This is how Simmons, Simonsohn, and their co-author Leif Nelson were able to show—p < 0.05—that listening to “When I’m Sixty-Four” made a sample of undergraduates younger: To get the results they wanted, they divided their sample of 34 undergraduates into three groups and played for them either the Beatles track, an instrumental called “Kalimba,” or “Hot Potato,” a children’s song by The Wiggles. Thus they could compare results in four different ways: each song matched against one other or all three together. Then the scientists looked at all the answers they collected from their questionnaire. With hundreds of possible comparisons, it was, Simmons says, “highly likely” that they would find at least one pairing that showed just the sort of statistically significant correlation they were fishing for. This turned out to be the group that heard “When I’m Sixty-Four” versus the “Kalimba” group, “adjusted” for the ages of the subjects’ fathers.
The failures prompted Daniel Kahneman, a Nobel Prize-winning psychologist at Princeton, founding father of behavioral economics, and best-selling author of
Thinking, Fast and Slow
, to warn in an email to colleagues of an impending "train wreck" in social psychology. (Photo: Richard Saker/Contour by Getty Images)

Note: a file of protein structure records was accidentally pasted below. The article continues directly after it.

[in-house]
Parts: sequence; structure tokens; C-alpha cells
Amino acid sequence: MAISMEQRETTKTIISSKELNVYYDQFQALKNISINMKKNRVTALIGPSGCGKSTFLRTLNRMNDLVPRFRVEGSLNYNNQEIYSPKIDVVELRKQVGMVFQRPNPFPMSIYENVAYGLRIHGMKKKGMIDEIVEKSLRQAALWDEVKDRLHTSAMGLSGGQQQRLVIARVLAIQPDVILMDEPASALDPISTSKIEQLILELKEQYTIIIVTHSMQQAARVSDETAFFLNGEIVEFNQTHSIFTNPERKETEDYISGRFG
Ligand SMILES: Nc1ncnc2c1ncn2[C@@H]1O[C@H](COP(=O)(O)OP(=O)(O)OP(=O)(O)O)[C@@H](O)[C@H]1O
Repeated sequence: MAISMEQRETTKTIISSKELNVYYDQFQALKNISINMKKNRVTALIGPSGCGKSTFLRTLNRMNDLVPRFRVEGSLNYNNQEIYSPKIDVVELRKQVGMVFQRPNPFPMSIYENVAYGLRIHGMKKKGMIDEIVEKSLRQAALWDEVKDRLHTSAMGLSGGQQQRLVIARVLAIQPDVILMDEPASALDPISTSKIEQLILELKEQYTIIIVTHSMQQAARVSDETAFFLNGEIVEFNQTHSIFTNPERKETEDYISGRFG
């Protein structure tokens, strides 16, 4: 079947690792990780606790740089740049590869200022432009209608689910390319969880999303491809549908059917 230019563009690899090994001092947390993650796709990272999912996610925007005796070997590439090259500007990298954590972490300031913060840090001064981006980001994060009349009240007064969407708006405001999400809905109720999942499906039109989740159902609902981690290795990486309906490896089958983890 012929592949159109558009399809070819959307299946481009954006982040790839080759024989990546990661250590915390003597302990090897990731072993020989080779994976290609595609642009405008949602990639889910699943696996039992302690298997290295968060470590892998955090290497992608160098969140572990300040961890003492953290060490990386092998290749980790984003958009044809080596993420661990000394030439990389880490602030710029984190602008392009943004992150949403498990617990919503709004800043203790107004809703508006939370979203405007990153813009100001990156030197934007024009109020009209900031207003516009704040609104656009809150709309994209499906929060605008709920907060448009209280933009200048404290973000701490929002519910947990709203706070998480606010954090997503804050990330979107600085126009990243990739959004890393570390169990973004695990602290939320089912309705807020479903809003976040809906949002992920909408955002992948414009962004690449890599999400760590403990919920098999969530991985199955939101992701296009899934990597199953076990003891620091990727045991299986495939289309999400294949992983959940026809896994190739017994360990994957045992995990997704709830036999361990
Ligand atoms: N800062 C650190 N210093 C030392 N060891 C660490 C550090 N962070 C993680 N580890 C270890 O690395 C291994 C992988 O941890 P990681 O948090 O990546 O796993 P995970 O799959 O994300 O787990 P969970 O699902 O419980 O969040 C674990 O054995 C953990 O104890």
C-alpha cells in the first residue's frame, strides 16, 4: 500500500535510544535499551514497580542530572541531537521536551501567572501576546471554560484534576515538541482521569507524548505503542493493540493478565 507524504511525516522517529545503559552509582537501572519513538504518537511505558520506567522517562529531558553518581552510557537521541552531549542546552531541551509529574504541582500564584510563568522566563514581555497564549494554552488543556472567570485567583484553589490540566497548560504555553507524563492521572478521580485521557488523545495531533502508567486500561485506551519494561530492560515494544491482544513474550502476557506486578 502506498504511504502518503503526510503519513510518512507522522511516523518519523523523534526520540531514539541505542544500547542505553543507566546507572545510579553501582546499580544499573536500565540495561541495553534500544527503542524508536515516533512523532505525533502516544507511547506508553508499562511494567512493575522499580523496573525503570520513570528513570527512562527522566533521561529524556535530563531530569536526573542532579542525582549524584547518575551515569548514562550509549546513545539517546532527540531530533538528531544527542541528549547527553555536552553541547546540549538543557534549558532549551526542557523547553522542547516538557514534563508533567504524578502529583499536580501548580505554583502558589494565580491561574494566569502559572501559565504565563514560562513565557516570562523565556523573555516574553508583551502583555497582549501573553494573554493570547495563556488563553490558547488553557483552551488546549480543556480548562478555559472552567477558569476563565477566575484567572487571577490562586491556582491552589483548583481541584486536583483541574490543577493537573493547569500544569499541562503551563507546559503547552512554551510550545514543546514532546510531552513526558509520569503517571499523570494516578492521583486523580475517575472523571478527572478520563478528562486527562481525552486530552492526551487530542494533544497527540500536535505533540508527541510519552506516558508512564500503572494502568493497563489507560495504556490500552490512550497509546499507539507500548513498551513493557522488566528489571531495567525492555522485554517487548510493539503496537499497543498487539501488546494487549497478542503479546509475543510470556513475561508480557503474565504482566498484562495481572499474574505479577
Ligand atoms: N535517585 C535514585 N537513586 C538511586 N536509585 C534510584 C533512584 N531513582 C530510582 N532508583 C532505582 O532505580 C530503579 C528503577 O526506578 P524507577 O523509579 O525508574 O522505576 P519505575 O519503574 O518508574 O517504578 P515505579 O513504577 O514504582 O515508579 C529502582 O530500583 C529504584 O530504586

Typically, scientists adjust their data to correct for random fluctuations among variables. Suppose, for instance, that across a whole sample of subjects, blondes are, by chance, older than brunettes on average; you “correct” for this by adding an appropriate factor to the ages of the brunettes, and then compare the groups on that basis. This statistical technique, when properly used, can make experimental results more reliable and fair. But improperly used, it can tip results toward a desired conclusion.
Simmons and his colleagues duly reported their adjustment in their mock paper—but they left out any mention of all the other factors that they had tried and discarded. This was all, Simmons emphasizes, within the bounds of what is considered fair play in most psychology departments and journals. Generally the people who do this kind of thing don’t think of themselves as unethical; they may even have faith in their results. As Simmons says: “If I want something to be true, my threshold for believing it is low.”
WHILE IT IS POSSIBLE to detect suspicious patterns in scientific data from a distance, the surest way to find out whether a study’s findings are sound is to do the study all over again. The idea that experiments should be replicable, producing the same results when run under the same conditions, was identified as a defining feature of science by Roger Bacon back in the 13th century. But the replication of previously published results has rarely been a high priority for scientists, who tend to regard it as grunt work. Journal editors yawn at replications. Honors and advancement in science go to those who publish new, startling results, not to those who confirm—or disconfirm—old ones.